Wednesday, September 12, 2012

Dialogue Lessons: Mechanics, Part 2

As promised last Friday, during the rest of September I'll be sharing some notes here from my "The Art of Writing Dialogue" workshop that I've presented to many writing groups. I presented the first lesson on Mechanics, the nitty gritty little details of writing dialogue, on Monday. The second of three lessons on Mechanics will be today, with the next six "rules of thumb."

6. Don’t let your characters give speeches to each other. The dialogue should flow back and forth in a natural give and take. If a dialogue paragraph is more than three lines long, it’s probably too long. Insert a question or reaction remark from the other character in the middle to break it up. You may find that one of the middle sentences of the speech can be reworded into a question from the other character.

7. Remember that people breathe while speaking, so insert natural breaks (pauses, commas, periods, actions) where your characters would take a breath. If a phrase is too long for you to say out loud without taking a breath, break it up.

8. Don’t have a string of more than five dialogue paragraphs in a row without a tag. At that point, the reader gets confused about who is saying what, even if just two characters are talking. If more than two characters are conversing, you’ll likely need to tag almost every line of dialogue.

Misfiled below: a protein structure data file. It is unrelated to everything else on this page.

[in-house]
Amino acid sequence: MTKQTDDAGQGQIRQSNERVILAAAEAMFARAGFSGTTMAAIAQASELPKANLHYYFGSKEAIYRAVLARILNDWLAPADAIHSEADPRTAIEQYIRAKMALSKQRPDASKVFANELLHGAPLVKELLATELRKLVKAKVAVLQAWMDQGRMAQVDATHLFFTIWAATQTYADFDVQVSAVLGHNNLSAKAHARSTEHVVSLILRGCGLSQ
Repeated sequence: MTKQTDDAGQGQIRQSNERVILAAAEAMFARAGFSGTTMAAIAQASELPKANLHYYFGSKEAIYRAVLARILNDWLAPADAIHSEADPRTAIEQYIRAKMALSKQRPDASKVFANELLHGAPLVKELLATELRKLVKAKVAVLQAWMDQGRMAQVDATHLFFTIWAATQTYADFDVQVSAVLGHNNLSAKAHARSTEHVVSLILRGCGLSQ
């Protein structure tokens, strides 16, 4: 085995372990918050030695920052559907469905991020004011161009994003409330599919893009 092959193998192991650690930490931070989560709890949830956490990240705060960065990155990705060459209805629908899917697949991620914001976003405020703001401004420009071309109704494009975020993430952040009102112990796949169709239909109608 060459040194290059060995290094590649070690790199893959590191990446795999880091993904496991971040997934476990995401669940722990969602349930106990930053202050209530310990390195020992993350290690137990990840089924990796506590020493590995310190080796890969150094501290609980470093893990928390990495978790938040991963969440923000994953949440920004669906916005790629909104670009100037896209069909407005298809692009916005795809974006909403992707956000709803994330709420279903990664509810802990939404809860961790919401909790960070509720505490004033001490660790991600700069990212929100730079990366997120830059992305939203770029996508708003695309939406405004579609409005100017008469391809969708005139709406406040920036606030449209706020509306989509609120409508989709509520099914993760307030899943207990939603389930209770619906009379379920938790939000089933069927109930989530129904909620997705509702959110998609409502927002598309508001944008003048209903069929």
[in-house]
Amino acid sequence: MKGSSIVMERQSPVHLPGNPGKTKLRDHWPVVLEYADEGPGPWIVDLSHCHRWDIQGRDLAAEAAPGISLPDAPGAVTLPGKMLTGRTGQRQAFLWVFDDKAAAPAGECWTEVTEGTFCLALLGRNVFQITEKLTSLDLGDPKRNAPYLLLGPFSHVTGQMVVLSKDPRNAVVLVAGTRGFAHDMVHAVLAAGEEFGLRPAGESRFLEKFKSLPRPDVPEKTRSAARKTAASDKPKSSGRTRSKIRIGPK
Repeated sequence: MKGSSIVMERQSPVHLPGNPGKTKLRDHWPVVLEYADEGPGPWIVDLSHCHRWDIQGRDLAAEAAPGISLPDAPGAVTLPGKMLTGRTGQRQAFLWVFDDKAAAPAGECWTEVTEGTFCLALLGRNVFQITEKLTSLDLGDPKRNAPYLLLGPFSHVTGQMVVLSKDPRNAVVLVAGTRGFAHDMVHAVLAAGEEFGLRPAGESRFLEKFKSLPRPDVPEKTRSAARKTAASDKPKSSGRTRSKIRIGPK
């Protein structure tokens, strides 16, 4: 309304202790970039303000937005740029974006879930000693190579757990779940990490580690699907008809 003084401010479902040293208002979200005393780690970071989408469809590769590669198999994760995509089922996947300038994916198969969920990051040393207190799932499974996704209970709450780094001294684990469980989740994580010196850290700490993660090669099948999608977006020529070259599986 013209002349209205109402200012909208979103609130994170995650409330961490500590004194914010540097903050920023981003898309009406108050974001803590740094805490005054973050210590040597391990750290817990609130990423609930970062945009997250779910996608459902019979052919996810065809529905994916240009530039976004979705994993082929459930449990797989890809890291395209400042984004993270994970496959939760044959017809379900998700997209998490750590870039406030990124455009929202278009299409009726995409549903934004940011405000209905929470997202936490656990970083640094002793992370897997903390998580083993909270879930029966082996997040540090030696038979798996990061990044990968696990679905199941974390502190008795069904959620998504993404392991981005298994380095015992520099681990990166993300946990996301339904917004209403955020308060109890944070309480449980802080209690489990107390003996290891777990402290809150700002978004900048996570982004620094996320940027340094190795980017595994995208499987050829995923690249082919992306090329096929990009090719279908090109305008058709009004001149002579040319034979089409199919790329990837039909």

9. Be careful with pronouns. If two women are speaking, ‘she’ is not a helpful tag. If two women and two men are speaking, neither ‘he’ nor ‘she’ is helpful, so you will have to use names or other identifiers, such as "the tall woman" and "the chubby old man."

10. Try to avoid awkward tags after question marks or exclamation marks.

     Bad:     “What is that dog doing?” John asked.
     Good:   John pointed. “What is that dog doing?”
     Bad:     “Watch out!” Jill yelled.
     Good:   Jill tensed. “Watch out!” or “Watch out,” Jill yelled.

11. Leave out the qualifiers, stammers, and pause words that people use in everyday speech, but that don’t move the story forward.

     Bad:     “Well, um, I don’t know if I should. Like, would you?”
     Good:   “I don’t know if I should. Would you?”


C. Goold said...
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C. Goold said...

Love these tips, Beth! Thanks